WHY do they do this?! First rain of the season mudballs.






It rained all night last night – not complaining, this is California after all…

When I emerged to feed this morning – remember, I spent all Spring and Summer working for and erecting lovely shelters – I had 9 mudballs, instead of 9 horses.

Why do they do this?!

Usually, I find that they are more prone to mudballness after the initial rains of the season.  If it is a plague of rain or Noah Epic rain, they usually take cover – eventually.  But for the first few downpours, they all stand in it, lay in it, look up and marvel in it…

On a side note, ‘horses marveling in the rain’ always reminds me of when I had newly rescued Sam.  She had been rounded up in Nevada and probably  hadn’t felt rain for a very long time.  So, during the first downpours in Grass Valley, Sam stood out in the rain with her head raised – as if she was at a spa.  She loved the rain that day and no amount of coaxing or cookies could bring her in.  As the years went on, she was totally normal about rain.  But that first time, she reveled!

OK, back to my mudballs.

As we all know, the earth here at the new place is clay and sand.  Very slippery.  So my guys all look like they’ve just emerged from a potter’s wheel.   Or maybe they look like artists’ sculptures before they are turned to bronze.

BEHOLD – THE CLAY HORSES!

This is Dodger and he doesn’t look totally caked in mud… but that was because I saw him first and I always make sure he has no mud on his back so that he will never be chilled. Dodger is in his mid 30s… But as I was running my fingers through his coat, I noticed that they were ALL claybots. So I got my camera.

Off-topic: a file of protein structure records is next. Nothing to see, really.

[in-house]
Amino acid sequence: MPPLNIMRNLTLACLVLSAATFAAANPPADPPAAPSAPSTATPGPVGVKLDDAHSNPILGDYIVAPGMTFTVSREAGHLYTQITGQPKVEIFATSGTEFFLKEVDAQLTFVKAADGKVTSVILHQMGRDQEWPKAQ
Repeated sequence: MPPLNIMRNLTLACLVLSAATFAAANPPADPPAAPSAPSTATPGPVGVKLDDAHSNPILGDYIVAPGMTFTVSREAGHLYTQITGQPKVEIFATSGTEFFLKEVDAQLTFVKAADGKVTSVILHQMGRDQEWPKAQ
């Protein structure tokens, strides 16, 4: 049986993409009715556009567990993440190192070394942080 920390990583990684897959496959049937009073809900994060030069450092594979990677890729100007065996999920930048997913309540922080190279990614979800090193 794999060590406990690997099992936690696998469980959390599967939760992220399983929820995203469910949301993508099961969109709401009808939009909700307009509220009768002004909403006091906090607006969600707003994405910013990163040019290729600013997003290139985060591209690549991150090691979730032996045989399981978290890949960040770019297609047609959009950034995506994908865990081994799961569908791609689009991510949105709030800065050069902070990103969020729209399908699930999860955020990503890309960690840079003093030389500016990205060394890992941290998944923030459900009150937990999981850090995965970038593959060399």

Here is Finn, purposefully standing OUTSIDE of his shelter… after rolling around in the mud. You can see where I rubbed on his back.

This is Missy Miss …

Yep… Annie has 2 shelters in her paddock.

Wrigley must have rolled around in the mud because his hair is all matted on top.

Gwen was a bit more gentle about it… only one side was caked. Her mane is going to be awful to fix. Arrgh.

I GAVE THEM ALL BUCKETS AND WENT BACK INSIDE…

As you can see, they were all eating when I took these photos.  It was also raining.  Everyone had their buckets full of goodness and I ran back inside.

Missy Miss looked up just as I was taking this pic.

ENJOY YOUR WEATHER, WHATEVER IT IS…


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GREAT NEWS! We met our goal and Grosh had his two surgeries, thanks to YOU!






Yay!  You readers are AWESOME!  We are slightly OVER our goal, which is great, since Grosh will probably need some training before he can become adoptable.  THANK YOU!

PHOTOS FROM GROSH’S SURGERY (SOMEWHAT GRAPHIC)

Great news!  The wound didn’t hit any major muscles, tendons, ligament… NOTHING!  Grosh will have a deep scar and an indentation at his shoulder from the tissue that was removed, but he will recover fully!  And, after Grosh came out of sedation, he had full weight on that leg.  The vets think he will be just fine!

These photos are somewhat graphic…(so stop here if you are sensitive to that) but you can see that Grosh was sedated, gelded, vaccinated and his wound was trimmed and cleaned.  Grosh has had antibiotic treatments and will continue to receive antibiotics (as needed) while this large wound recedes and heals.

*This reminds me of Bodhi’s huge gash.  We couldn’t close it, so we had to wash it twice a day and add ointments until it closed on its own.  With Grosh, he is wild so treating this huge wound will be a benefit to his training program for adoption.

From LBL Equine Rescue:

Grosh (2 years old wild mustang colt) walked fairly calmly into the chute. There he was easily sedated via vein. You can see the vet behind him here.

Time to clean the wound after taking off the hanging pieces of skin.

Taking major precautions with this wild horse…

Wound clean!

Up after surgery! A new, vaccinated gelding with a clean, treated wound! He will continue to receive antibiotics as needed as well as daily cleaning which will really help his socialization.

YEAH, ANOTHER HAPPY ENDING!  GREAT JOB, EVERYONE!

 


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Supporting The Bucket Fund through Amazon Smile
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